Instead, do yourself a favor and read our guide to Choosing the Best Hammock Straps.

Here’s the Reader’s Digest version. If you’re a beginner, stick to basic daisy chain straps. Check out the Kammok Python and ENO Atlas, both of which are user-friendly and easy to nail the perfect hang angle. Most car campers won’t even need to consider anything else.

For the backpackers, once you have a few hammock camping adventures under your belt, consider upgrading to an ultralight whoopie sling suspension system like the ENO Helios straps.

Underquilt

ugq zeppelin
Photo: UGQ Outdoor

Remember our discussion about how using a normal sleeping bag in a hammock is a problem? Here’s the solution.

By cutting the traditional sleeping bag in half to create two quilts, you can wrap one quilt under the bottom of the hammock (an underquilt) while wearing the other quilt on top like a comforter (a top quilt).

The underquilt is wrapped around the bottom side of the hammock, avoiding the problem of compressed insulation which keeps your backside toasty warm.

Most underquilts are fairly universal, though they’re built to match a specific style of hammock — typically gathered end or bridge.

Like a sleeping bag, be sure to pay attention to temperature ratings. Most underquilts can be adjusted to let in air if you get too toasty, but you’re backside will freeze if you take a 40 degree underquilt into cold weather. As such, it’s better to err on the side of a heavier underquilt than a lighter one.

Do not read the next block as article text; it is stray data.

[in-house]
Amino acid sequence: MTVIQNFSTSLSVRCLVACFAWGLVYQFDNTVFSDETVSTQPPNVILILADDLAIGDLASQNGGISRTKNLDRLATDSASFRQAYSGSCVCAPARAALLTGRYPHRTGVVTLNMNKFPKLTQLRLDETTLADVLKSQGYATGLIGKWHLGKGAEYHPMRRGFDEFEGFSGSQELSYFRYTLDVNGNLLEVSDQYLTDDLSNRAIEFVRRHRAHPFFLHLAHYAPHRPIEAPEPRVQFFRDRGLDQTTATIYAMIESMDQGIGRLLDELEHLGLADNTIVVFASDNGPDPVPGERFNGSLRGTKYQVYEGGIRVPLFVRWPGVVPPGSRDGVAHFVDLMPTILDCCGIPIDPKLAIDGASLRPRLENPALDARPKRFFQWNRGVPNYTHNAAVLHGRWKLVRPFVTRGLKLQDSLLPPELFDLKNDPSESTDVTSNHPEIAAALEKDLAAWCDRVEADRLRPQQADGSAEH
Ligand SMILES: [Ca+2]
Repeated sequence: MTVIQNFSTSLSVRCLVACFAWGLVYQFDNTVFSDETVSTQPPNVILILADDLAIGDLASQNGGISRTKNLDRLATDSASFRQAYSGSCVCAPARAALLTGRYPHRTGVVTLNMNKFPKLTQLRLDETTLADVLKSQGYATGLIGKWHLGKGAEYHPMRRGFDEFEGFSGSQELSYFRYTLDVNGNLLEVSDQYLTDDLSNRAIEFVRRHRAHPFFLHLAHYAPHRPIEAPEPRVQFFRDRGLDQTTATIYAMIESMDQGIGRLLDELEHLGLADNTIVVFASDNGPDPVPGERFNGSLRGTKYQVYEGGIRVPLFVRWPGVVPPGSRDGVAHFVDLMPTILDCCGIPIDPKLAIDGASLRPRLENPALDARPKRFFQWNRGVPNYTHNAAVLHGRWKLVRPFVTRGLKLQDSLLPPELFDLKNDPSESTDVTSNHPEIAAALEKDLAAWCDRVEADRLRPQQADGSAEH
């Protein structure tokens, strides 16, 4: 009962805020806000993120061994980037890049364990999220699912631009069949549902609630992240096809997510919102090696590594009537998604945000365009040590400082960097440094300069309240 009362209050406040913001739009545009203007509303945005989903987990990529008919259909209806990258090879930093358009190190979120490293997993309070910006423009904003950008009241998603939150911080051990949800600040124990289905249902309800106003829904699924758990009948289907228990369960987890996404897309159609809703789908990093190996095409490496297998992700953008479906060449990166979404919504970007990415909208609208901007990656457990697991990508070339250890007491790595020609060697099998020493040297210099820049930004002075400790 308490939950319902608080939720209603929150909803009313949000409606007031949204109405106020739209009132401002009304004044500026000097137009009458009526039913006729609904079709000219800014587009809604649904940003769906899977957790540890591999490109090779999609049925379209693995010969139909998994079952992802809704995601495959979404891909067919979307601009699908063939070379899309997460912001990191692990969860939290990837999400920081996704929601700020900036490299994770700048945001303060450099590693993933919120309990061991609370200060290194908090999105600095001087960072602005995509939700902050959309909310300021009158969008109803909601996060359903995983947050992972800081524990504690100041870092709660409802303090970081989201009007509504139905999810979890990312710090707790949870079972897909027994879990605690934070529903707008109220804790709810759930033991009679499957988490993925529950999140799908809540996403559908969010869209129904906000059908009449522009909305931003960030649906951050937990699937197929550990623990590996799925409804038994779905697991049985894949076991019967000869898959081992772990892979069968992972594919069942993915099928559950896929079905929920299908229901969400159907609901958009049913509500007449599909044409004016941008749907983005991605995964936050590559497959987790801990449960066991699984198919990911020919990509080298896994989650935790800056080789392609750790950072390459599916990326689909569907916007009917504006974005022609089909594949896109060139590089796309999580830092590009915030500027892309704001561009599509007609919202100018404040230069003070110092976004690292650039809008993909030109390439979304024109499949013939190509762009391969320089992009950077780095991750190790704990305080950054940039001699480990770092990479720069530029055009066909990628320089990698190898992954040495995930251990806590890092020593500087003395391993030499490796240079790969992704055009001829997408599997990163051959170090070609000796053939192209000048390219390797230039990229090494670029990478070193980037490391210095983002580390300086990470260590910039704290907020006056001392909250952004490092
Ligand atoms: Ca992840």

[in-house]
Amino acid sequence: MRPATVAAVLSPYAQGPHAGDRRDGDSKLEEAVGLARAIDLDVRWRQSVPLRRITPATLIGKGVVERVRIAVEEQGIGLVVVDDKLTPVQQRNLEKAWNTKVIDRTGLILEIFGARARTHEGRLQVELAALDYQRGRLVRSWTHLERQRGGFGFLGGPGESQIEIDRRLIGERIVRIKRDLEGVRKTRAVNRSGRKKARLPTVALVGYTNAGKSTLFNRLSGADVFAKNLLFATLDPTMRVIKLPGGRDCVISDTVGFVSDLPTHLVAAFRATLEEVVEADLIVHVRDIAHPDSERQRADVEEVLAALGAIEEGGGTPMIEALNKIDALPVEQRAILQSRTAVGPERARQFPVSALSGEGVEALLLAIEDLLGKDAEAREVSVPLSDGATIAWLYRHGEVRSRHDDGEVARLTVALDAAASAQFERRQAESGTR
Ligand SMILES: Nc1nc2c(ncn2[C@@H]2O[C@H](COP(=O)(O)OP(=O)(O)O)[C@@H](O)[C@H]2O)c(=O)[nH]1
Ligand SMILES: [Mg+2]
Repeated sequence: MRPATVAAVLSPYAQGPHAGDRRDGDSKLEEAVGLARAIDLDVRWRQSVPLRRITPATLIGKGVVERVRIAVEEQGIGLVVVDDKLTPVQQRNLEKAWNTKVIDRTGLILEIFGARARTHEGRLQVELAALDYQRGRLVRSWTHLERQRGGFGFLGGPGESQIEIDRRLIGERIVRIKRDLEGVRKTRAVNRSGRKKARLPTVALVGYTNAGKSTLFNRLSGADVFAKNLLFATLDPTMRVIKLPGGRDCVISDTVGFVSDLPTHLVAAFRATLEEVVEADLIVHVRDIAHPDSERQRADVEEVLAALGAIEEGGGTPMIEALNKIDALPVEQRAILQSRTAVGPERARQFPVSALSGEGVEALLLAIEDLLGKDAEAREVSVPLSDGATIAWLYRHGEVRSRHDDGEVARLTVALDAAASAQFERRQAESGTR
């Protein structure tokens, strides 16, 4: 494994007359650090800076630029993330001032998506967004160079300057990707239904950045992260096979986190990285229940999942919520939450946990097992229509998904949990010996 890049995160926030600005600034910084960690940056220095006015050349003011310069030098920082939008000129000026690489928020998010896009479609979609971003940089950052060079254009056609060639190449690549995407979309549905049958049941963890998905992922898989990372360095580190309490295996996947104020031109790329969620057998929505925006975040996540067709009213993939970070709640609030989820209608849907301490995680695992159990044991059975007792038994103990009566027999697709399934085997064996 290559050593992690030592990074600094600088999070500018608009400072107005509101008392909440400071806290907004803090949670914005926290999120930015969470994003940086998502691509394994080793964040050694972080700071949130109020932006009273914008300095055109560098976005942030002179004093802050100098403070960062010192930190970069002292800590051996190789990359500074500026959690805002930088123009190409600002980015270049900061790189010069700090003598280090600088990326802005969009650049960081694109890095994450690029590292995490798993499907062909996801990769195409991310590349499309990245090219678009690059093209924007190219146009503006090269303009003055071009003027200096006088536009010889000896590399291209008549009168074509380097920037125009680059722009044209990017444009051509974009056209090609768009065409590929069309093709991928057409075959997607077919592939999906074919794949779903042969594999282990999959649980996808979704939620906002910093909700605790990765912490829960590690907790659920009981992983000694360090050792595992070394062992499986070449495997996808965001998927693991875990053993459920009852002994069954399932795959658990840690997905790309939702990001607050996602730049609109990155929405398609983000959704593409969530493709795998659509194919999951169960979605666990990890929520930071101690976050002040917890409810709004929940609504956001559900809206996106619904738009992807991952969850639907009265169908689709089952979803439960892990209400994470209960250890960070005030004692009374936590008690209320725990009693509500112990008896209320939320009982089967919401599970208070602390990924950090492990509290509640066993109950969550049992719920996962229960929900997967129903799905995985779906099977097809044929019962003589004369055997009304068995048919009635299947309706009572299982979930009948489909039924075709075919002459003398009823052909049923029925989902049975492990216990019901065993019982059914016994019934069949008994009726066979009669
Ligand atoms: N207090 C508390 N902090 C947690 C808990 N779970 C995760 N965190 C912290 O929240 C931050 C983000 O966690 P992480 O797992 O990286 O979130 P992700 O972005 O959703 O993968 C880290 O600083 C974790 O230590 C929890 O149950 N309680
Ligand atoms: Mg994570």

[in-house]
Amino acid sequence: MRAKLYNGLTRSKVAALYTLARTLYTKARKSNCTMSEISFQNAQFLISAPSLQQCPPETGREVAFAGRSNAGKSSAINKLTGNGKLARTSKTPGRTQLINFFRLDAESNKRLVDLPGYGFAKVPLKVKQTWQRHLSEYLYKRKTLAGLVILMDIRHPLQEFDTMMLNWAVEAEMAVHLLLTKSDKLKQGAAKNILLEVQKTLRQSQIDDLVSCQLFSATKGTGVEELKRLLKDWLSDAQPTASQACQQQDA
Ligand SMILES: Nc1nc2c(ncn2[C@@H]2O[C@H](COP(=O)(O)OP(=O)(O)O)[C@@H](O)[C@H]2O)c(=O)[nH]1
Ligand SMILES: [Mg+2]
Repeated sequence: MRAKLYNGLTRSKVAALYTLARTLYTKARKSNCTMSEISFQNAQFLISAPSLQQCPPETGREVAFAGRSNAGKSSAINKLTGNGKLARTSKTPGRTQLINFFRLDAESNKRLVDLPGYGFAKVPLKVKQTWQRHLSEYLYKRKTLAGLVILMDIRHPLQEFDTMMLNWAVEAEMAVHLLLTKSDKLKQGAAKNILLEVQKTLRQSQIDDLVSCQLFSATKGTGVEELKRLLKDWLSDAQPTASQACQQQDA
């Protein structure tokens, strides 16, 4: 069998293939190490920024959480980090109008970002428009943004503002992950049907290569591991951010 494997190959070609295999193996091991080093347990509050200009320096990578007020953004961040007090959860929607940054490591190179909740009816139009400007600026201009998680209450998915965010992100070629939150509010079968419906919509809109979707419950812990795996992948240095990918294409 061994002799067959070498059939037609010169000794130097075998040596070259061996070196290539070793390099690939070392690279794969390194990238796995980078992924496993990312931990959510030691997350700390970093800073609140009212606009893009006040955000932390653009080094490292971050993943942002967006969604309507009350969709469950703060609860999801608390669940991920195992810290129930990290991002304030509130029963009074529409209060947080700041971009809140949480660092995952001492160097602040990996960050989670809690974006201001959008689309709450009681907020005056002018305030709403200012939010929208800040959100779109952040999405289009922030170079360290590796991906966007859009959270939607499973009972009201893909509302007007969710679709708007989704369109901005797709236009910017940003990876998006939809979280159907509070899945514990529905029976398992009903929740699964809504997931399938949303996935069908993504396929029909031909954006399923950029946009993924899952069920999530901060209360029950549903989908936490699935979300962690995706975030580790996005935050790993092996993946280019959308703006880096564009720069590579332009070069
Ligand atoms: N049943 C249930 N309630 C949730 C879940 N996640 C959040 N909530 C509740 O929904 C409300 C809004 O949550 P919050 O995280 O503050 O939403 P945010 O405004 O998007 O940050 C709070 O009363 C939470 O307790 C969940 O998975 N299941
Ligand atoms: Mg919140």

Also be sure to pay special attention to the size and style when you buy an underquilt.

Example: If you buy a torso length underquilt, you’ll save money, weight, and space — but you’ll need to bring along a piece of foam to go under your calves and feet. On the other hand, a full-length underquilt will cover your whole body without fail, but the extra material around your calves and feet are overkill while adding weight and bulk to your pack.

You don’t have to go with the same brand for your hammock, underquilt, and top quilt, though doing so often makes a match made in heaven.

Our article on the Best Hammock Underquilts features 13 of our favorite underquilts, including the versatile Kammok Firebelly, the ultralight Western Mountaineering Slinglite, and our top pick, the UGQ Zeppelin.

The article also takes a deep dive into buying considerations like temperature ratings and insulation types, so it’s worth a quick read if you’re unsure about down vs synthetic insulation.

Top Quilt

ugq bandit
Photo: UGQ Outdoor

Now that your backside is covered, let’s make sure you’re snug as a bug in the right top quilt.

At first glance, a top quilt looks like an unzipped sleeping bag — and to be honest, you can actually use a fully unzipped sleeping bag as a top quilt if you don’t feel like splurging on a dedicated quilt. Just be aware that your sleep system will be a little heavier this way, you’ll have to deal with a extra material (think sleeping on a single mattress with a king-size comforter), and the hood will drape awkwardly over your face.

The nice thing about a top quilt: it’s perfectly suited for hammock camping. By eliminating the backside of the bag you’ll shave off unnecessary weight and eliminate excess material. Top quilts also tend to have special features to keep cold drafts at bay, like a footbox at the bottom and a draft collar at the top.